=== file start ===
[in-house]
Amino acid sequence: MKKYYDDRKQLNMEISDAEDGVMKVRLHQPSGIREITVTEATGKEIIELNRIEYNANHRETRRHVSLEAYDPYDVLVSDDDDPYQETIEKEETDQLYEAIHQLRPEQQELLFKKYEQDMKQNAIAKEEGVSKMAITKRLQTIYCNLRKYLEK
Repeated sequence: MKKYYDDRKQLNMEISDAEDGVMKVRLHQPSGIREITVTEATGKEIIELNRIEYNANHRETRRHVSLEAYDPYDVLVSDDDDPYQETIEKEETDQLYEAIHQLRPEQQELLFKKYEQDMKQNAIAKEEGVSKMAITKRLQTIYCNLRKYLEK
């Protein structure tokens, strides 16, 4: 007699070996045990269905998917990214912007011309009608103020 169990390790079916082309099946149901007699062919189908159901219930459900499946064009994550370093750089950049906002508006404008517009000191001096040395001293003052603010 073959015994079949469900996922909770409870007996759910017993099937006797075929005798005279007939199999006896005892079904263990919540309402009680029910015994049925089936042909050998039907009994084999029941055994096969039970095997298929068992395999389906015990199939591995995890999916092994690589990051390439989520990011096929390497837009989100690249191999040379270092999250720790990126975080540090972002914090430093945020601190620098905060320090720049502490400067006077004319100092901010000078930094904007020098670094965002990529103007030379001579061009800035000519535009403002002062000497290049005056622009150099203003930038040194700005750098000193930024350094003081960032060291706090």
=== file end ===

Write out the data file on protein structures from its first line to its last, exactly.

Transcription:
[in-house]
Amino acid sequence: MKKYYDDRKQLNMEISDAEDGVMKVRLHQPSGIREITVTEATGKEIIELNRIEYNANHRETRRHVSLEAYDPYDVLVSDDDDPYQETIEKEETDQLYEAIHQLRPEQQELLFKKYEQDMKQNAIAKEEGVSKMAITKRLQTIYCNLRKYLEK
Repeated sequence: MKKYYDDRKQLNMEISDAEDGVMKVRLHQPSGIREITVTEATGKEIIELNRIEYNANHRETRRHVSLEAYDPYDVLVSDDDDPYQETIEKEETDQLYEAIHQLRPEQQELLFKKYEQDMKQNAIAKEEGVSKMAITKRLQTIYCNLRKYLEK
């Protein structure tokens, strides 16, 4: 007699070996045990269905998917990214912007011309009608103020 169990390790079916082309099946149901007699062919189908159901219930459900499946064009994550370093750089950049906002508006404008517009000191001096040395001293003052603010 073959015994079949469900996922909770409870007996759910017993099937006797075929005798005279007939199999006896005892079904263990919540309402009680029910015994049925089936042909050998039907009994084999029941055994096969039970095997298929068992395999389906015990199939591995995890999916092994690589990051390439989520990011096929390497837009989100690249191999040379270092999250720790990126975080540090972002914090430093945020601190620098905060320090720049502490400067006077004319100092901010000078930094904007020098670094965002990529103007030379001579061009800035000519535009403002002062000497290049005056622009150099203003930038040194700005750098000193930024350094003081960032060291706090």